Compared to the Fedora setup I've now inverted two symlinks (/etc/ssl/certs/ca-certificates.crt and /etc/ssl/certs/java/cacerts) so pacman does not complain anymore. Though I do like having all the extracted output written to a single path. update-ca-trust and its manpage are now carried locally, with the manpage modified to use our pathnames. The paths I chose (/etc/ca-certificates and /etc/ssl instead of /etc/pki and /etc/pki/tls) are not set in stone and up for debate. update-ca-trust is really small in comparison to update-ca-certificates: we already had most of the logic needed to maintain the trust-store the way Fedora does, namely p11-kit. If this setup is put into place we can look into configuring GnuTLS and OpenSSL to make use of the advanced trust stores (PKCS#11 for the former, for the latter).

If you want to test the Fedora-like setup, I have the current packages at . Upgrade and downgrade should be smooth.
Comment by Jan Alexander Steffens (heftig) - Sunday, 12 October 2014, 11:09 GMT
I moved the trunks back to core/extra state. The new PKGBUILDs are now also at
Comment by Felix Yan (felixonmars) - Wednesday, 15 October 2014, 09:48 GMT
I have tried the packages from, and so far they work well.
Comment by Mantas Mikulėnas (grawity) - Wednesday, 15 October 2014, 11:20 GMT
Reporting in. Been using the packages for several weeks without problems.

Since the new method has some advantages, and nobody on the mailing list gives a damn, might as well push it?
Comment by Pierre Schmitz (Pierre) - Wednesday, 15 October 2014, 11:31 GMT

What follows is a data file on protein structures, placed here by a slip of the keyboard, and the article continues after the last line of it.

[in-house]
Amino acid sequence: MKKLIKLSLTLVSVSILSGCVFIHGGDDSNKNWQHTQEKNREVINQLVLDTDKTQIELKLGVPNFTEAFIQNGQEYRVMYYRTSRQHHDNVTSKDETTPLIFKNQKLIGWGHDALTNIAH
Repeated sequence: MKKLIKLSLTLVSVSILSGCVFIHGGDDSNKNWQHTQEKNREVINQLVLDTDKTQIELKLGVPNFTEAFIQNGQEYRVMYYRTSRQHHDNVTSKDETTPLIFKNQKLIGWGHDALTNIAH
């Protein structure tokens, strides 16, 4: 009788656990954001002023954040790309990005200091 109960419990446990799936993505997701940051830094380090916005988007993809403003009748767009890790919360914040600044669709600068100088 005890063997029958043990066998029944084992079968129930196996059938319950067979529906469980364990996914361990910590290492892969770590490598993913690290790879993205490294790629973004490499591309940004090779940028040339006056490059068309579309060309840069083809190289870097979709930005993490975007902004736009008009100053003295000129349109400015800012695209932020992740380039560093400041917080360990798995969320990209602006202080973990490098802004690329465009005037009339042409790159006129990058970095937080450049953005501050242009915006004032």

I'll look into it. It's quite a different implementation so it cannot simply replace the current packages
Comment by Jan Alexander Steffens (heftig) - Thursday, 30 October 2014, 13:32 GMT
Any progress yet, Pierre?
Comment by Pierre Schmitz (Pierre) - Sunday, 02 November 2014, 07:47 GMT
I feel bad I did not had time to look into this earlier. Thanks for the implementation and testing.

In general I am in favor of the new way to manage the certs.
* We need some documentation which briefly describes the migration from the Debian based scripts. E.g. How do I add or blacklist certs now. This might be short and can refer to the man page, but we should at least give these two examples. There is no need to automate anything though.
* I am not a huge fan of the amount of code or man pages we would the need to maintain locally (in ca-certificates or nss). I would love to see i we could team up with other distros and find a generic solution. E.g. it shouldn't be hard to make the Fedora solution configurable. I wont have time to push this myself, but maybe we can bring this to the mailing list.

I assume if we drop in the Fedora package as-is, we'd need to update a couple of packages to the new cert paths etc? That could make sense if it would reduce our maintenance cost in the future.